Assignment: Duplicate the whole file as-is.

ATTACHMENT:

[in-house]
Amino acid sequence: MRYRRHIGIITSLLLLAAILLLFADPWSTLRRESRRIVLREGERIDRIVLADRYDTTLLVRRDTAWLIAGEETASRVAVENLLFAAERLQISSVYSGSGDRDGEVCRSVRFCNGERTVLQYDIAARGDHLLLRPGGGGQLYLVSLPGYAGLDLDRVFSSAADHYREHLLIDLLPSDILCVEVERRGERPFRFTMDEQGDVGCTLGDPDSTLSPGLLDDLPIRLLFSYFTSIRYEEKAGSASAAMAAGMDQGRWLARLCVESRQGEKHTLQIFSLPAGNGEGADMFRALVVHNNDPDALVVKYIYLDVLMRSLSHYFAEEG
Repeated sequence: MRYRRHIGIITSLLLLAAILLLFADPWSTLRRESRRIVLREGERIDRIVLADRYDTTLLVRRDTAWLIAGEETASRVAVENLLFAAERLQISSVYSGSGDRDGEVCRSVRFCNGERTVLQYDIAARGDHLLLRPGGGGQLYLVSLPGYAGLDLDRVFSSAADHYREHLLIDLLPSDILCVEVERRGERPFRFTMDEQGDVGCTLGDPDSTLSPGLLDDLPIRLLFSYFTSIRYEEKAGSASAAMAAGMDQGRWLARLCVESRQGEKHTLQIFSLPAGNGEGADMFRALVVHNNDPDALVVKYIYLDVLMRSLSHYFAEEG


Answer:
[in-house]
Amino acid sequence: MRYRRHIGIITSLLLLAAILLLFADPWSTLRRESRRIVLREGERIDRIVLADRYDTTLLVRRDTAWLIAGEETASRVAVENLLFAAERLQISSVYSGSGDRDGEVCRSVRFCNGERTVLQYDIAARGDHLLLRPGGGGQLYLVSLPGYAGLDLDRVFSSAADHYREHLLIDLLPSDILCVEVERRGERPFRFTMDEQGDVGCTLGDPDSTLSPGLLDDLPIRLLFSYFTSIRYEEKAGSASAAMAAGMDQGRWLARLCVESRQGEKHTLQIFSLPAGNGEGADMFRALVVHNNDPDALVVKYIYLDVLMRSLSHYFAEEG
Repeated sequence: MRYRRHIGIITSLLLLAAILLLFADPWSTLRRESRRIVLREGERIDRIVLADRYDTTLLVRRDTAWLIAGEETASRVAVENLLFAAERLQISSVYSGSGDRDGEVCRSVRFCNGERTVLQYDIAARGDHLLLRPGGGGQLYLVSLPGYAGLDLDRVFSSAADHYREHLLIDLLPSDILCVEVERRGERPFRFTMDEQGDVGCTLGDPDSTLSPGLLDDLPIRLLFSYFTSIRYEEKAGSASAAMAAGMDQGRWLARLCVESRQGEKHTLQIFSLPAGNGEGADMFRALVVHNNDPDALVVKYIYLDVLMRSLSHYFAEEG